| Photograph: Narendra Bisht
“I am Meenaksi Sir, and for the last two weeks I have been frequently going to my neighbourhood school for admission. My father expired few months back. I want to study but the school staff doesn’t even allow me to enter the premises.”
Ashok Agarwal’s days begin with numerous complaints like this. He follows it up with a petition to the school principal and the Directorate of Education. It pays dividends. Within a few hours the schools realise that they are trampling the fundamental rights of students. To everyone’s surprise Meenakshi too got admission, that too in her neighbourhood school.
For the last 30 years, Ashok Agarwal, an advocate by profession, has been helping people achieve their basic rights like education and healthcare, especially those from the weaker sections of the society.
The biggest weapon of his struggle is Public Interest Litigation (PIL), and the biggest achievement has been ensuring free quota for the poor in private schools and hospitals that got land from the government at cheap rates in the name of social service.
In New Delhi, at least 40,000 children from the weaker sections have attained their dream of getting free education in elite private schools, thanks to the efforts of people like him. Agarwal’s group, Social Jurist, acts as a helpline for those seeking education, healthcare and working class rights. His days are mostly spent on arguing PIL cases in courts and making bureaucrats realize their accountability and responsibility by exposing malpractices in schools, hospitals and protecting students and patients against atrocities.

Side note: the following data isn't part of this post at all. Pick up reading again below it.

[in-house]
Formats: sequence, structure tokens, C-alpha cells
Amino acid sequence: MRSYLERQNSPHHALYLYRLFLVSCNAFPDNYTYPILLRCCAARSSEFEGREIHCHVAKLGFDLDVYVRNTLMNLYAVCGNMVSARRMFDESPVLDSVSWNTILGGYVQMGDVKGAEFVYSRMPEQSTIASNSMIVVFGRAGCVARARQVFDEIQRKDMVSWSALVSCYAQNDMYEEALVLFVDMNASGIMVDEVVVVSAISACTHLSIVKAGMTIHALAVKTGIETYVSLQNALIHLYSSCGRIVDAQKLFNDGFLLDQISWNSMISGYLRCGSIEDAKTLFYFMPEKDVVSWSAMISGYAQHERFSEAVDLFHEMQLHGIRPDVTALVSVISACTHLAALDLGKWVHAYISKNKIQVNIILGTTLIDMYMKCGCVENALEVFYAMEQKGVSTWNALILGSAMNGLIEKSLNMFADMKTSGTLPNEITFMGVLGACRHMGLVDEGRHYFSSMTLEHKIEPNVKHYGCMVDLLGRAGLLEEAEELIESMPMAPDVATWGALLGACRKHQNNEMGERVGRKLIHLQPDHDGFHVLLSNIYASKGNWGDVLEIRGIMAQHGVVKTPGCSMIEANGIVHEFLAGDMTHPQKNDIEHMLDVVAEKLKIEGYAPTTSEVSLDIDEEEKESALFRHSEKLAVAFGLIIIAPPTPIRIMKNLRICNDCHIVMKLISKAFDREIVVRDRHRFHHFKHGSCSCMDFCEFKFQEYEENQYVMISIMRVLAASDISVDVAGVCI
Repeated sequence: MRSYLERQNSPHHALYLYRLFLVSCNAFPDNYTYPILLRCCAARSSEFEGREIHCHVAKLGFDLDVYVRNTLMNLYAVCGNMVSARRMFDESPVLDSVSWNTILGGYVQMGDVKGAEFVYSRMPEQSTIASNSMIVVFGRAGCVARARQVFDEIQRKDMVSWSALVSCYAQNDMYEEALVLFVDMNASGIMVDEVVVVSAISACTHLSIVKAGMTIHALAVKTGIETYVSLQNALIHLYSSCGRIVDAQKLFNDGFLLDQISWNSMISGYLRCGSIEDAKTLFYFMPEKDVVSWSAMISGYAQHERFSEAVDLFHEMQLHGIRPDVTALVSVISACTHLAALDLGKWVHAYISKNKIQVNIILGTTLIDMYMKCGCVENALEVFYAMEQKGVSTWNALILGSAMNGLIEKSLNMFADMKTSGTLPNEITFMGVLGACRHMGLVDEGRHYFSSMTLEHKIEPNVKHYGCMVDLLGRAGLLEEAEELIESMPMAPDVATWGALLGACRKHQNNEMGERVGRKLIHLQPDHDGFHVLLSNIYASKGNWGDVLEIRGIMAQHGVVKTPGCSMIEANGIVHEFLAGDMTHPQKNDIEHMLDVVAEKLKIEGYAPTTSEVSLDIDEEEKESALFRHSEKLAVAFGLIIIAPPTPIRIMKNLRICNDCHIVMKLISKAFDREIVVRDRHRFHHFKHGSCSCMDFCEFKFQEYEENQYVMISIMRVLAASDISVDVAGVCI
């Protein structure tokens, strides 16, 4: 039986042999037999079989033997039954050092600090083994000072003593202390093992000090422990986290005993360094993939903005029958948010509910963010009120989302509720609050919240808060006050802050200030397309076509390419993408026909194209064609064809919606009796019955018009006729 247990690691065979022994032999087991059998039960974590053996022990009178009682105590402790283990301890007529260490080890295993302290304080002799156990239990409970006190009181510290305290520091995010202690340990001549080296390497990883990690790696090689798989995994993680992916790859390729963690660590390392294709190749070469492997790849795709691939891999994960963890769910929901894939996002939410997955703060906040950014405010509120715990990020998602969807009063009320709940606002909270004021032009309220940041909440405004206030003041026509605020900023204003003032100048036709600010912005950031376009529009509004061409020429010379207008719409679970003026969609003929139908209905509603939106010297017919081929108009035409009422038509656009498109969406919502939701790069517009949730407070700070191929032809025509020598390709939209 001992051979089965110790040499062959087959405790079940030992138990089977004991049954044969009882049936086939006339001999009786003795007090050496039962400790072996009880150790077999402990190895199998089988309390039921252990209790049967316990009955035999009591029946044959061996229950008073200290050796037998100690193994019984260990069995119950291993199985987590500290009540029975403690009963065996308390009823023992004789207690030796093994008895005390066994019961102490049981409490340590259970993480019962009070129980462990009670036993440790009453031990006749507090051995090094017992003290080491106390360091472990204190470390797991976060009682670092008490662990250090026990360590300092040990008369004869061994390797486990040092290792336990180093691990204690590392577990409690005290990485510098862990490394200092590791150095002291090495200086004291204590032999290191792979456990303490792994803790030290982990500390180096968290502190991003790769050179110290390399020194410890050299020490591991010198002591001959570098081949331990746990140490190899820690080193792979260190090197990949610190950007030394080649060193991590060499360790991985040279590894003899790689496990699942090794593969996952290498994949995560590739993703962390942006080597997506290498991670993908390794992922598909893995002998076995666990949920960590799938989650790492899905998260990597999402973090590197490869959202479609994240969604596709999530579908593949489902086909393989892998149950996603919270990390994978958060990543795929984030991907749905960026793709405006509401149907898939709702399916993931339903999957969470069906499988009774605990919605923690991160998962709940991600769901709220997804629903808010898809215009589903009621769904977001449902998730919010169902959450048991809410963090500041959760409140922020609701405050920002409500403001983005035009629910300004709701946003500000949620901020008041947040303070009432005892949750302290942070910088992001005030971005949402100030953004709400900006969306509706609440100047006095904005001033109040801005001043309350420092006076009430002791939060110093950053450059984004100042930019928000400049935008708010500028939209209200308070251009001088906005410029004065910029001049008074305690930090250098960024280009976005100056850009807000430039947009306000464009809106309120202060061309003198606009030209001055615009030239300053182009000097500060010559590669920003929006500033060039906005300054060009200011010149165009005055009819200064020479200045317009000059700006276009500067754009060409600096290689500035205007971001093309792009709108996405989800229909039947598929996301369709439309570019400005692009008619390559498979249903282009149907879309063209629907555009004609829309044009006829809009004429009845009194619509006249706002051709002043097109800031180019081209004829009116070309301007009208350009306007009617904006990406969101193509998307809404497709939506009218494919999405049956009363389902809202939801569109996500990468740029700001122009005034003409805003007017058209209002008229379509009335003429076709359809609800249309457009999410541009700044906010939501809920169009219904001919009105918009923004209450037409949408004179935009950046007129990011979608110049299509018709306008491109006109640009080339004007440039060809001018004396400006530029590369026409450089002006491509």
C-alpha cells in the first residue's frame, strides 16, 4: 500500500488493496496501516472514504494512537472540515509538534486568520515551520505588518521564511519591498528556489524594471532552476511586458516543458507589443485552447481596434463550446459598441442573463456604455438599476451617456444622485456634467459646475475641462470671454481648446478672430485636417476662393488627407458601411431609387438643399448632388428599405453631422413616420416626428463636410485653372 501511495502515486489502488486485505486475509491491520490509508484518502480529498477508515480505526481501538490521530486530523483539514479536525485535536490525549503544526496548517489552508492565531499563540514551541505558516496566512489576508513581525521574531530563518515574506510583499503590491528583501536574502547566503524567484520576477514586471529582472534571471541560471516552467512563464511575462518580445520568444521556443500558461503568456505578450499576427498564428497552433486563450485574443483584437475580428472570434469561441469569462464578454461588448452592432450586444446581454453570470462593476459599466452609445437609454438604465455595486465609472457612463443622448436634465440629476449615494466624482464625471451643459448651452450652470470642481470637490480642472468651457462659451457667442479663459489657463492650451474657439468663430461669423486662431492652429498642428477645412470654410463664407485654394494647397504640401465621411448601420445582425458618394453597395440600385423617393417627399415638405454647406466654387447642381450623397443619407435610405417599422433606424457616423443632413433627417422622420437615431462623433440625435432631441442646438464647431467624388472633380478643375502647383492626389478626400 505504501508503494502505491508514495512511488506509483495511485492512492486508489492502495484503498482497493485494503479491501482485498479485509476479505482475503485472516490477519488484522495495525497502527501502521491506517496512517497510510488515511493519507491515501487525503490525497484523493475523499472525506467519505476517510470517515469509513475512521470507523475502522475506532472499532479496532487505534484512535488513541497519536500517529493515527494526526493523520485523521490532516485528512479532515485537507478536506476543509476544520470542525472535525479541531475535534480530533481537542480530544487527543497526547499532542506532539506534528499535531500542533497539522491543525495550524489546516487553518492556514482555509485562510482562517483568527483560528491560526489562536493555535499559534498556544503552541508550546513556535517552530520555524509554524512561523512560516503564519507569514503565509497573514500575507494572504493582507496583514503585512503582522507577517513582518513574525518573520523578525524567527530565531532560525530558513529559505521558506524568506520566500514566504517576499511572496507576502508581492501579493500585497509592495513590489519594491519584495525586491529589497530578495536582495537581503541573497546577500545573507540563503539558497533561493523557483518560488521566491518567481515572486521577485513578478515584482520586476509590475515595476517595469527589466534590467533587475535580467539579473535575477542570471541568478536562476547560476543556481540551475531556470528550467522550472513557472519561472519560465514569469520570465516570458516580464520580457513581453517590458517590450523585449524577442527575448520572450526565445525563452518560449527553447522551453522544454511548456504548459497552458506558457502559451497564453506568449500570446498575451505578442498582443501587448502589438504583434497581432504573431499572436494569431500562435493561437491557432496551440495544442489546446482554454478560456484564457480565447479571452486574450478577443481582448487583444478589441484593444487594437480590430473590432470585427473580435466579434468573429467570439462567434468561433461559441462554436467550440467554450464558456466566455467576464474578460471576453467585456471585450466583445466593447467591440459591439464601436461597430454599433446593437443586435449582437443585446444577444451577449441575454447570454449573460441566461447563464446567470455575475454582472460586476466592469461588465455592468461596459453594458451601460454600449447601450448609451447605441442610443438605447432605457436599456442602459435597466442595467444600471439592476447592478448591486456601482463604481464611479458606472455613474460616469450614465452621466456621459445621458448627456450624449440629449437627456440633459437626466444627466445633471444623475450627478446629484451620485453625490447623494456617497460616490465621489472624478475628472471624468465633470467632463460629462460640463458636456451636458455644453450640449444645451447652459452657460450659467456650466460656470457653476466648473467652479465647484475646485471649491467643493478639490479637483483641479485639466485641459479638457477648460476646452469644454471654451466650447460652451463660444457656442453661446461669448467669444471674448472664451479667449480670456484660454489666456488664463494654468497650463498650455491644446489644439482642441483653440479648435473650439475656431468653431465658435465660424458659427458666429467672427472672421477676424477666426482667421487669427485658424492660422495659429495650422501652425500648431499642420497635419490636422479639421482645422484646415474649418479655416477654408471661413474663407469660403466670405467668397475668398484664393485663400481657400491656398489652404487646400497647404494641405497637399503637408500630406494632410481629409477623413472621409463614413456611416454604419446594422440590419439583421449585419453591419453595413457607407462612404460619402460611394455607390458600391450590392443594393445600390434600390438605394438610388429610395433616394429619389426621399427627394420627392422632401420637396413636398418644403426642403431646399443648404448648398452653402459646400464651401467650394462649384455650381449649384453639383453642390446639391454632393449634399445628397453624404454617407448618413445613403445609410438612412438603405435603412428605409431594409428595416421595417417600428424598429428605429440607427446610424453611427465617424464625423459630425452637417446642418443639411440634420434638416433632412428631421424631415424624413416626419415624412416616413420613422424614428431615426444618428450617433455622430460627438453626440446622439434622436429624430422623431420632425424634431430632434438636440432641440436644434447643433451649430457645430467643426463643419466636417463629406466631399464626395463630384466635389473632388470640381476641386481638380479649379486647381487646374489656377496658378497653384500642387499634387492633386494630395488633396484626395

For Agarwal the biggest challenge is to ignite hope and belief in people that private schools and hospitals cannot function like five-star hotels. Law of the land doesn’t allow profiting from education. It was only after a long legal battle that it was mandated to reserve 25 percent free seats for children of economically weaker sections in Delhi’s private schools, later implemented across the country through Right to Education Act, 2009. He says that just as in Delhi, in other States too land is allotted at cheap rates for schools and hospitals.
Agarwal’s agenda is not just to ensure good education and health services for weaker sections but also to pressurize the government into providing inclusive education and health services. People are now more aware and public hospitals and schools whose falling standards led to a host of problems are under pressure to fall in line. Agarwal’s fight ignites the much needed hope that access to elite schools and hospitals is not denied even to the lowest rung of the society. But the real struggle will be against the system that resists change!